Given the parameters that you?ve supplied, it appears that what you?re
seeking is what to do when you have the following situation:
1. U.S. inflation 3%
2. Project discount rate: 12% (9% over inflation)
3. German inflation 12%
4. Dollar-mark exchange rate = $1 = 70 DM
Importantly here we do NOT have:
? U.S. risk-free rate
? German risk-free rate
? Any currency futures
RISK-FREE RATES AND INFLATION
The risk-free rate is the lowest return provided investors. It is
typically a government-backed bond, which has no default risk but
which does carry inflation risks and volatility.
What?s the REAL return on Treasury bills (U.S.) or gilts (U.K.)? Some
argue that it?s zero -- ?Also, we assume that, on average, the
inflation rate roughly equates to the risk-free rate,? says this white
paper from PrivateRaise.com
?Returns, Volatility and Interest Rates? (undated)
However, modern economies often have inflation-adjusted Treasury
offerings (or gilts) that offer a real return. If you check current
Federal Reserve numbers, the 5-year inflation-indexed T-bills are
providing an average REAL rate of 1.49% --
?Selected Interest Rates? (Sept. 2, 2005)
You would be safe to assume a similar number in your capital budgeting
question, especially since it?s important to remember that all of our
numbers in these exercises are ESTIMATES of needed market returns.
Note that the 5-year CPI for the U.S. is 2.48%; the 2-year is 2.4%, so
we're not far off your assumed inflation of 3%.
Inflation is 9% higher in Germany, so you may be safe making the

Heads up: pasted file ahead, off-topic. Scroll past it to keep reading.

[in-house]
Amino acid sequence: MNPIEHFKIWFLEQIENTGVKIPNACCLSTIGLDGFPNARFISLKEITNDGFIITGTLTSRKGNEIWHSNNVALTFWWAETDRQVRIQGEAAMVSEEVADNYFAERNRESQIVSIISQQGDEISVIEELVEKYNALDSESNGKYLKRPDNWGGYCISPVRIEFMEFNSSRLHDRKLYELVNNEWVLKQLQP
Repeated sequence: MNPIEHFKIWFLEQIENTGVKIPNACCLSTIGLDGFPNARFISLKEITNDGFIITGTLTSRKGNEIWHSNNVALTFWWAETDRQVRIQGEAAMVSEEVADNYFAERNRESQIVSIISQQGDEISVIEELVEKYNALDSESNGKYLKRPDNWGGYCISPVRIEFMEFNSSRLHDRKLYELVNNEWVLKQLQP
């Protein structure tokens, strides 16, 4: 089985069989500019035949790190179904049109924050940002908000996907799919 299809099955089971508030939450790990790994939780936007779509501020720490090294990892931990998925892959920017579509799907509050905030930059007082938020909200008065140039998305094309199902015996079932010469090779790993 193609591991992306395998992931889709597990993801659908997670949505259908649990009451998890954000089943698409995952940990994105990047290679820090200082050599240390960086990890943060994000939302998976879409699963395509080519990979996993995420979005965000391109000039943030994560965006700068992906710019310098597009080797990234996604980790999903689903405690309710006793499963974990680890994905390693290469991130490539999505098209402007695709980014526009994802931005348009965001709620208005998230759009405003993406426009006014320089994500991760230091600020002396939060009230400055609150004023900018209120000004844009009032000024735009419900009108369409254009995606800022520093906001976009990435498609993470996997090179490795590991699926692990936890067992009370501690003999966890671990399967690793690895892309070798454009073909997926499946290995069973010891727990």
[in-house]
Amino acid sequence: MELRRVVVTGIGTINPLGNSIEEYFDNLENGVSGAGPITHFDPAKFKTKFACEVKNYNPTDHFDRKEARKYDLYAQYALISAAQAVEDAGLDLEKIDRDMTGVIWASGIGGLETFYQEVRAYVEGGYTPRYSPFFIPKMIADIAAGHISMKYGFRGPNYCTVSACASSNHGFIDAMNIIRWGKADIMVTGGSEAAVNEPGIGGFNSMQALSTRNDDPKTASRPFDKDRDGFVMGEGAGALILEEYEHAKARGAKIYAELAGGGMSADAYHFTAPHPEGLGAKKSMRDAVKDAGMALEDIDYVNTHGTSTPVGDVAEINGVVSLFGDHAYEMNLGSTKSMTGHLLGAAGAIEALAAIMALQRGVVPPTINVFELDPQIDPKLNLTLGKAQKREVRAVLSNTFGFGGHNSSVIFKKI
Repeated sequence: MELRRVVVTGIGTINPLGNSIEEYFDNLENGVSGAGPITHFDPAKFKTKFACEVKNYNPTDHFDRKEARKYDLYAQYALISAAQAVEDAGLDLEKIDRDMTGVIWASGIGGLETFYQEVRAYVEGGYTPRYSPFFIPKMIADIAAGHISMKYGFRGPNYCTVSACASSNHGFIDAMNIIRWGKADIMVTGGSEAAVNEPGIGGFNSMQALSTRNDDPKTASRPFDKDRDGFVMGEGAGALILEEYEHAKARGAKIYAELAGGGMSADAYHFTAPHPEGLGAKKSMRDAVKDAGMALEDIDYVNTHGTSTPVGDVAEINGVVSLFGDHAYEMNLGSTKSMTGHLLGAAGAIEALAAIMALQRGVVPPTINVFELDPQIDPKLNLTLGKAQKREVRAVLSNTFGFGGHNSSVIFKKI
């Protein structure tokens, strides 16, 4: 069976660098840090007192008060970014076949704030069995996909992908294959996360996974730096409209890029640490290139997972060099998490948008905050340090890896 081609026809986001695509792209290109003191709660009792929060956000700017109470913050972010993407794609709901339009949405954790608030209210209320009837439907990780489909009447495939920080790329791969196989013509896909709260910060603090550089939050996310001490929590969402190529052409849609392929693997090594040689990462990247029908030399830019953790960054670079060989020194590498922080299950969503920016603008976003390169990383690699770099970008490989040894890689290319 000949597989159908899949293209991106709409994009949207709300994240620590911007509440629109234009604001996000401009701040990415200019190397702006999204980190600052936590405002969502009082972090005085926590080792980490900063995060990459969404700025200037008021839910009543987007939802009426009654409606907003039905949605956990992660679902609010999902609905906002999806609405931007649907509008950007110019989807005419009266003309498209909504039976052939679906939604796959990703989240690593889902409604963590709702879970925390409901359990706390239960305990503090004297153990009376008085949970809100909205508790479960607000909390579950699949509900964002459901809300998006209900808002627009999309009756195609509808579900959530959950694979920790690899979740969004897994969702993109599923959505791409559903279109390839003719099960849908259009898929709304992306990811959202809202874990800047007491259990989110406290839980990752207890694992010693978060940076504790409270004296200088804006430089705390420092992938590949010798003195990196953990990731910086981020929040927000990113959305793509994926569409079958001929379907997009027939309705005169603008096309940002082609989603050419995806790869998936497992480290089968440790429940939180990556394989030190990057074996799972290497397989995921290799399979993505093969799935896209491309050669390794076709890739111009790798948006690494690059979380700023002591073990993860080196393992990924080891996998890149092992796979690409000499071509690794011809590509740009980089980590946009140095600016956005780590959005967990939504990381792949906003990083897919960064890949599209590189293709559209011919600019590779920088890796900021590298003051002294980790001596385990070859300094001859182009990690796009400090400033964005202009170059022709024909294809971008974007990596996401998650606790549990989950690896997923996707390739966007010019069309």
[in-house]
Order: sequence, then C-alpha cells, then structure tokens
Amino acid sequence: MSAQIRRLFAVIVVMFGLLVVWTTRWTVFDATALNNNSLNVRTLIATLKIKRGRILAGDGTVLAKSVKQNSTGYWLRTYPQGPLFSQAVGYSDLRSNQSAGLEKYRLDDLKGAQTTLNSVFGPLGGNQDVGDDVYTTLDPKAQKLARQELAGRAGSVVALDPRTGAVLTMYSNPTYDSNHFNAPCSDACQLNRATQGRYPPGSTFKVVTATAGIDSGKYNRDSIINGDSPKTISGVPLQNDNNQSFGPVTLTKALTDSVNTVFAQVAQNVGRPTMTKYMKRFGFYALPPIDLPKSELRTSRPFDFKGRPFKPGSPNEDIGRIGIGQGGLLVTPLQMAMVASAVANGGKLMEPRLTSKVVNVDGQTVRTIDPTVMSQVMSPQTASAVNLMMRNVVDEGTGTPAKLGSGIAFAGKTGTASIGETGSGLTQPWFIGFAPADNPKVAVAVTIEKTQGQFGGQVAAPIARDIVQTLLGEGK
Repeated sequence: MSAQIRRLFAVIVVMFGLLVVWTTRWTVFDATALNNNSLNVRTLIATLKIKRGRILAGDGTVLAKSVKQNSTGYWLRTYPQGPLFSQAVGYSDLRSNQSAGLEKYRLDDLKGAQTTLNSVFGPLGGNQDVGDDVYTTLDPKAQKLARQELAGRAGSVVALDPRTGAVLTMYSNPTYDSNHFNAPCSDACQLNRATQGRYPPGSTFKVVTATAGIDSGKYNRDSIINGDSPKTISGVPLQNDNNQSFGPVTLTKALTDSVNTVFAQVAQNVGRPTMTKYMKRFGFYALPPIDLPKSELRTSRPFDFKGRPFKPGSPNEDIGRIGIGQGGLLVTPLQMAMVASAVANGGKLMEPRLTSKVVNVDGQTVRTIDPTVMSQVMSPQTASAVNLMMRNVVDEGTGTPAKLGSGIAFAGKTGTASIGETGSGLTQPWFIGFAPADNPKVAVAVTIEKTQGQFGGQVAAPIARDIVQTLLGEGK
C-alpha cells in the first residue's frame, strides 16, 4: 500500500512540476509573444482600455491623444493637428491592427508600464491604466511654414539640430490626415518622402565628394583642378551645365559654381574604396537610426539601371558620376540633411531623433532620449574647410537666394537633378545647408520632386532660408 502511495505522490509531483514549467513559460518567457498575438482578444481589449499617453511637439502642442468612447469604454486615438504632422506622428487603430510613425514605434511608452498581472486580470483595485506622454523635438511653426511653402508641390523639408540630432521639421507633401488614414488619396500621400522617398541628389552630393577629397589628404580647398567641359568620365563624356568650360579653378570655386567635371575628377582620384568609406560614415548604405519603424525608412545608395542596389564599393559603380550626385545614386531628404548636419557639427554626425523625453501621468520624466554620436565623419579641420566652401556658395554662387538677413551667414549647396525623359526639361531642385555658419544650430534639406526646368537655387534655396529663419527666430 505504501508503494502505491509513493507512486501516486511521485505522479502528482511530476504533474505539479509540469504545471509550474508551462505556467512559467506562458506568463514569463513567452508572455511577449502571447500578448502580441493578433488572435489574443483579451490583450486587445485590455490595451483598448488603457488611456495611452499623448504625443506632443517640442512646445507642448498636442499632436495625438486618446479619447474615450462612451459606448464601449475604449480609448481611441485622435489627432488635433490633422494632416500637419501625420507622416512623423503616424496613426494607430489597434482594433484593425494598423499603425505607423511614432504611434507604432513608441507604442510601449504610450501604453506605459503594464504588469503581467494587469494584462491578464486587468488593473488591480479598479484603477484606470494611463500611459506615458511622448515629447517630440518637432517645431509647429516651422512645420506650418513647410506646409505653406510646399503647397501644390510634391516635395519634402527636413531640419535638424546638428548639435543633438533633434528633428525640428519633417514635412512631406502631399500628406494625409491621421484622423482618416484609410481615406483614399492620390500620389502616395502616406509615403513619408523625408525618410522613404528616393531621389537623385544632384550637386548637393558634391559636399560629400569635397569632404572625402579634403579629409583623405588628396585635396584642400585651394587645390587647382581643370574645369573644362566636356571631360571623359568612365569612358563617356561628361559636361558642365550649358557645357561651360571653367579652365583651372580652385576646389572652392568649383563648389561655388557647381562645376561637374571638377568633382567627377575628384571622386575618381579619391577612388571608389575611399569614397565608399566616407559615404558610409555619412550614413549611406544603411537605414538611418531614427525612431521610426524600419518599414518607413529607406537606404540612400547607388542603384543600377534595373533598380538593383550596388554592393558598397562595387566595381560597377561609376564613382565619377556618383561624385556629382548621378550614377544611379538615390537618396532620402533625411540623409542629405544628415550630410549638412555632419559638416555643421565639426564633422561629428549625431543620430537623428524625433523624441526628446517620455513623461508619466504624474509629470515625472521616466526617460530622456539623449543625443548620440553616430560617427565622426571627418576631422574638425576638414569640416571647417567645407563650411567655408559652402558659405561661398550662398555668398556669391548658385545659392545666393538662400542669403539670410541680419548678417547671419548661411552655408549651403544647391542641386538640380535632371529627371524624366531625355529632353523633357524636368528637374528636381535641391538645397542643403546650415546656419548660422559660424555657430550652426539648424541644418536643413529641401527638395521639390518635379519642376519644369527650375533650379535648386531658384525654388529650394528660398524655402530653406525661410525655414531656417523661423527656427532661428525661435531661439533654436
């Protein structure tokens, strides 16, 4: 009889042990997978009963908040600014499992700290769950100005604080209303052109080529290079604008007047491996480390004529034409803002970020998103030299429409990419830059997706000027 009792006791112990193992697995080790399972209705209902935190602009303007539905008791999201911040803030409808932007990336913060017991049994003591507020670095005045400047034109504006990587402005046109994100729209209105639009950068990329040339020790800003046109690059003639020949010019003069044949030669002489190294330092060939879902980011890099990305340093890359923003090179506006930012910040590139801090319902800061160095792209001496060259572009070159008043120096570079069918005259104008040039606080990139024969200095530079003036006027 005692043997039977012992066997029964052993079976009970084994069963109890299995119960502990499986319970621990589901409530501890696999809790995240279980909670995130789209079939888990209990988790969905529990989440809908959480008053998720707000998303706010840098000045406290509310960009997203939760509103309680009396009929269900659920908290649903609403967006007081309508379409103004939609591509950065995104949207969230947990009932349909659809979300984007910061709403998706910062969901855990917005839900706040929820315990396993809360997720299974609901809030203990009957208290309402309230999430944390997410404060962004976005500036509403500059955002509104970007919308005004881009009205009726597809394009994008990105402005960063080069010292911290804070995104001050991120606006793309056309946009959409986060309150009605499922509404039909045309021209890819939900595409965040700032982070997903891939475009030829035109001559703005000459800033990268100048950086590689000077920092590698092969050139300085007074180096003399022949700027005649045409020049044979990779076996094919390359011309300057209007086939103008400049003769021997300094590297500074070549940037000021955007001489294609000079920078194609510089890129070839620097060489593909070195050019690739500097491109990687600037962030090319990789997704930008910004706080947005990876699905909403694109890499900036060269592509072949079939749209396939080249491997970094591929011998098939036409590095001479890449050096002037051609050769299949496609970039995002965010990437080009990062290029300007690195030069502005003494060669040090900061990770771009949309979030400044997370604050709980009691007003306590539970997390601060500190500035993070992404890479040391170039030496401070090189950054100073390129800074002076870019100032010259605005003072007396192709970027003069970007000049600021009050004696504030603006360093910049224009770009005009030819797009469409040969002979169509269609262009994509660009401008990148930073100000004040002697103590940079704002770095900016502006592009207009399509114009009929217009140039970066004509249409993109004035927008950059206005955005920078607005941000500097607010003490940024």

assumption that your project discount rate increases by 9% to 21%.
There are several problems with this:
* a higher-inflation economy may have more opportunity, carrying a
higher volatility, as pointed out in the excellent article by Aswath
Damodaran (linked below) on international investment issues. In this
case the premium would be more than 9%, which is why he would argue
for using German risk-free rates (though we don?t have those either).
* Currency risks. For these Damodaran recommends using exchange rate
futures to account for differences in currency risk (a separate issue
from political risk) and inflation --
Stern/NYU School of Business
?Estimating Risk-free Rates,? (Damodaran, undated)
So, it would seem fair to evaluate the German project on the basis of
a 21% discount rate, based on a U.S. risk-free rate that?s about 4.5%;
a U.S. discount rate of 12%; and a difference in U.S.-German inflation
Is it underestimating the cost-of-capital? Perhaps ? given the local
market risks. But probably not, given the fact that Germany is one of
the G-5 countries, with a large and stable economy.
To that, I?d add the investment methodology of Warren Buffet, CEO of
Berkshire-Hathaway and one of the most successful corporation managers
in the U.S. Buffet only discounts projects by the T-bill rate when
doing capital analysis, ignoring the market-risk premium taught in
modern finance classes --
?More Warren Buffet Books?
Google search strategy:
"international investment" "capital budgeting"
?risk free rate? inflation
?Warren Buffet? ?discount rate?
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